"All that glitters is not gold" is how the cliché goes, but it certainly doesn't hold true at the new $1.1 billion Borgata Hotel Casino & Spa, which opened last week in Atlantic City. It's a shimmering, 43-story golden monolith that includes 2,002 guest rooms, 70,000 square feet of meeting space, 11 gourmet restaurants, and a breathtaking 50,000-square-foot spa. Italian for "village," Borgata is a Las Vegas-inspired destination resort, a first for Atlantic City. The hope is that the Borgata will help the city finally realize its potential as a major resort destination, and change the perception of meeting planners as well.
The largest hotel and tallest building in New Jersey, the Borgata is as upscale as it gets. There are sparkling blown-glass fixtures in vivid colors throughout the property that were designed by famed artist Dale Chihuly, and shining marble floors, rich wood, impressive artwork, fresh flowers, and video screens are everywhere.
Bob Boughner, the Borgata’s CEO, says the property is exactly what he has been promising since it's inception seven years ago, It's "fun, upscale, energetic, sensual, and international."
Borgata's 11 dining destinations offer a world of culinary experiences, all with well-known chefs at the helm. There is Suilan by famed Philadelphia restaurateur Susanna Foo, where modern design complements the Asian flavors and artful dishes being served. Rising-star chef Luke Palladino's Italian eatery Specchio, which translates to "mirror" in Italian, presents refined Italian dishes and features Palladino’s collection of over 40 antique handheld mirrors. Ombra, Chef Palladino’s trattoria and wine cellar below Specchio, transports guests to an old-world winemaker’s estate. And the first outpost of the Old Homestead, a New York institution since 1868, features superb cuts of beef. The Old Homestead made headlines recently when it introduced the $41 hamburger, made from domestically raised Kobe beef, Japanese-inspired, hand-massaged meat. It is available at The Borgata, as are Kobe steak entrees for $95.
The chefs at Borgata demand the freshest ingredients, so to ensure the quality of produce, Borgata executives undertook an extensive search and found the perfect local farm, which has been in the Formisano family for 100 years. Now referred to as Borgata Farms, it is custom-growing items for the hotel’s renowned chefs. "Borgata Farms enables us to bring our guests the freshest seasonal ingredients available literally the same day," says Chef Palladino.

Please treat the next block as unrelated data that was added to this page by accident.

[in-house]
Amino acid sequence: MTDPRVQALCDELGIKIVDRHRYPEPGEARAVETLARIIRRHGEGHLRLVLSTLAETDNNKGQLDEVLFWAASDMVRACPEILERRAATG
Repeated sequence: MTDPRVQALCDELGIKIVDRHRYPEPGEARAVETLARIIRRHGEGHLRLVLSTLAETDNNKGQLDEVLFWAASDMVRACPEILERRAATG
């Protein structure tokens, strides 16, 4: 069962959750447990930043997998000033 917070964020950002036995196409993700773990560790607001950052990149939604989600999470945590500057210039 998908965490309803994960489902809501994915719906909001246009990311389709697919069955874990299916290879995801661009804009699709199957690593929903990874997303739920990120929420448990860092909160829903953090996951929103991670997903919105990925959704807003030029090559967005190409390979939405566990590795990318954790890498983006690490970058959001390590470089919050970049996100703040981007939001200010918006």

Spa Toccare, Borgata’s 50,000-square-foot spa is lavish and luxurious, featuring 22 treatments rooms; the Pierre & Carlo Hair Salon; Shaving Grace, the ultimate gentlemen’s barbershop complete with a pool table and old fashioned barber chairs; and the Pump Room, an impressive fitness center.
The spa overlooks the stunning Borgata’s pool area, with an indoor pool that features an underwater sound system overlooking formal gardens.
Although the Borgata is much more than a casino resort, the gaming offered here offers something different. There are 145 gaming tables and 3,600 slot machines. Video screens on the roulette tables add a touch of high tech to an old game. Although at first glance the slot machines do not seem out of the ordinary, they are. A coin will never be dropped into one. Instead, gamblers use bills or vouchers.
The Borgata has all the components in place for planning successful meetings and incentives. Some 70,000 square feet of event space includes 20 meeting rooms that can accommodate up to 3,700 guests and a ballroom with 30,000 square feet of column-free space. Ten boardrooms feature ocean views and large plasma screen TVs. One of the most interesting settings for meetings is the Ombra Vintage Room, a unique wine cellar that can accommodate 10 to 120 guests surrounded by more than 14,000 bottles of wine.
The hope is that meeting and incentive groups that once discounted Atlantic City as a place for day-trippers will take another look at the city and at the Borgata. A few hours before the resort opened, Bob Franklin, the Borgata’s director of sales and, enthusiastically exerted that the hotel has more than 230 groups booked, translating to 185,000 room nights and $27 million in room revenue.
"The diversity of experiences is what meeting and incentive groups will find attractive. We will help change the perception of Atlantic City as a consolation prize. The biggest obstacle we have to overcome is perception," said Franklin. "Atlantic City is a destination that needs to be discovered."
The Borgata is much more than a gaming resort, explained Franklin. "There are so many experiences waiting here for meeting and incentive groups. With our culinary partners like Luke Palladino, the next Emeril, we can use that talent for lectures, cooking lessons, or wine experiences." The hotel sits on 30 of its 120 acres. The other 90 can be used for a wide-array ofactivities, added Franklin.
Boyd Gaming financed, built, and manages the Borgata and MGM Mirage contributed the land and some cash.